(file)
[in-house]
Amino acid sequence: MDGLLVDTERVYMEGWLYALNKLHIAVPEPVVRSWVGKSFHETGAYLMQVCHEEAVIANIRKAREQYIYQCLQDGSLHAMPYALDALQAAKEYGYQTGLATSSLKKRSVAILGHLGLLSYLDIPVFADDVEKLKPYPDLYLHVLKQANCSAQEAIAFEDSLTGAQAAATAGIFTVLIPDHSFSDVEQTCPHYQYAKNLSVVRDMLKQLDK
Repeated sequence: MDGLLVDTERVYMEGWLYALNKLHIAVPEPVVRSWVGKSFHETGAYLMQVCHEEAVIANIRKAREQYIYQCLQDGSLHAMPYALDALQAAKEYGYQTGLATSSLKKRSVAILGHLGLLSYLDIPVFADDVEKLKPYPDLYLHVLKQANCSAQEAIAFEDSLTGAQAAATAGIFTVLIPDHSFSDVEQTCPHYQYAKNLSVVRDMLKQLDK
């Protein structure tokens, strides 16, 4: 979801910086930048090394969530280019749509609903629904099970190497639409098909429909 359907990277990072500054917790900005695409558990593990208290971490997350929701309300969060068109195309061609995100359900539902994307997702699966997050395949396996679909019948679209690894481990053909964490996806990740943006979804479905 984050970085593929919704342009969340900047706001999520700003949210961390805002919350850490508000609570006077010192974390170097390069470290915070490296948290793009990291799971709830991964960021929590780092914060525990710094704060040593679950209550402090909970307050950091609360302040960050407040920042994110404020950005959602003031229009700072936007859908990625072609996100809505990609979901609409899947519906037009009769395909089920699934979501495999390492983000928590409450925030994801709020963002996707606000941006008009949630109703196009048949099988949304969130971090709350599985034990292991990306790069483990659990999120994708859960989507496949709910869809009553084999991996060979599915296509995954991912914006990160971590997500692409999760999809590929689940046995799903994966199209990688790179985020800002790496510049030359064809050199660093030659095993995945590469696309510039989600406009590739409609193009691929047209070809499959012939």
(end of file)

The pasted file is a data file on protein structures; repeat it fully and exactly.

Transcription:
[in-house]
Amino acid sequence: MDGLLVDTERVYMEGWLYALNKLHIAVPEPVVRSWVGKSFHETGAYLMQVCHEEAVIANIRKAREQYIYQCLQDGSLHAMPYALDALQAAKEYGYQTGLATSSLKKRSVAILGHLGLLSYLDIPVFADDVEKLKPYPDLYLHVLKQANCSAQEAIAFEDSLTGAQAAATAGIFTVLIPDHSFSDVEQTCPHYQYAKNLSVVRDMLKQLDK
Repeated sequence: MDGLLVDTERVYMEGWLYALNKLHIAVPEPVVRSWVGKSFHETGAYLMQVCHEEAVIANIRKAREQYIYQCLQDGSLHAMPYALDALQAAKEYGYQTGLATSSLKKRSVAILGHLGLLSYLDIPVFADDVEKLKPYPDLYLHVLKQANCSAQEAIAFEDSLTGAQAAATAGIFTVLIPDHSFSDVEQTCPHYQYAKNLSVVRDMLKQLDK
């Protein structure tokens, strides 16, 4: 979801910086930048090394969530280019749509609903629904099970190497639409098909429909 359907990277990072500054917790900005695409558990593990208290971490997350929701309300969060068109195309061609995100359900539902994307997702699966997050395949396996679909019948679209690894481990053909964490996806990740943006979804479905 984050970085593929919704342009969340900047706001999520700003949210961390805002919350850490508000609570006077010192974390170097390069470290915070490296948290793009990291799971709830991964960021929590780092914060525990710094704060040593679950209550402090909970307050950091609360302040960050407040920042994110404020950005959602003031229009700072936007859908990625072609996100809505990609979901609409899947519906037009009769395909089920699934979501495999390492983000928590409450925030994801709020963002996707606000941006008009949630109703196009048949099988949304969130971090709350599985034990292991990306790069483990659990999120994708859960989507496949709910869809009553084999991996060979599915296509995954991912914006990160971590997500692409999760999809590929689940046995799903994966199209990688790179985020800002790496510049030359064809050199660093030659095993995945590469696309510039989600406009590739409609193009691929047209070809499959012939």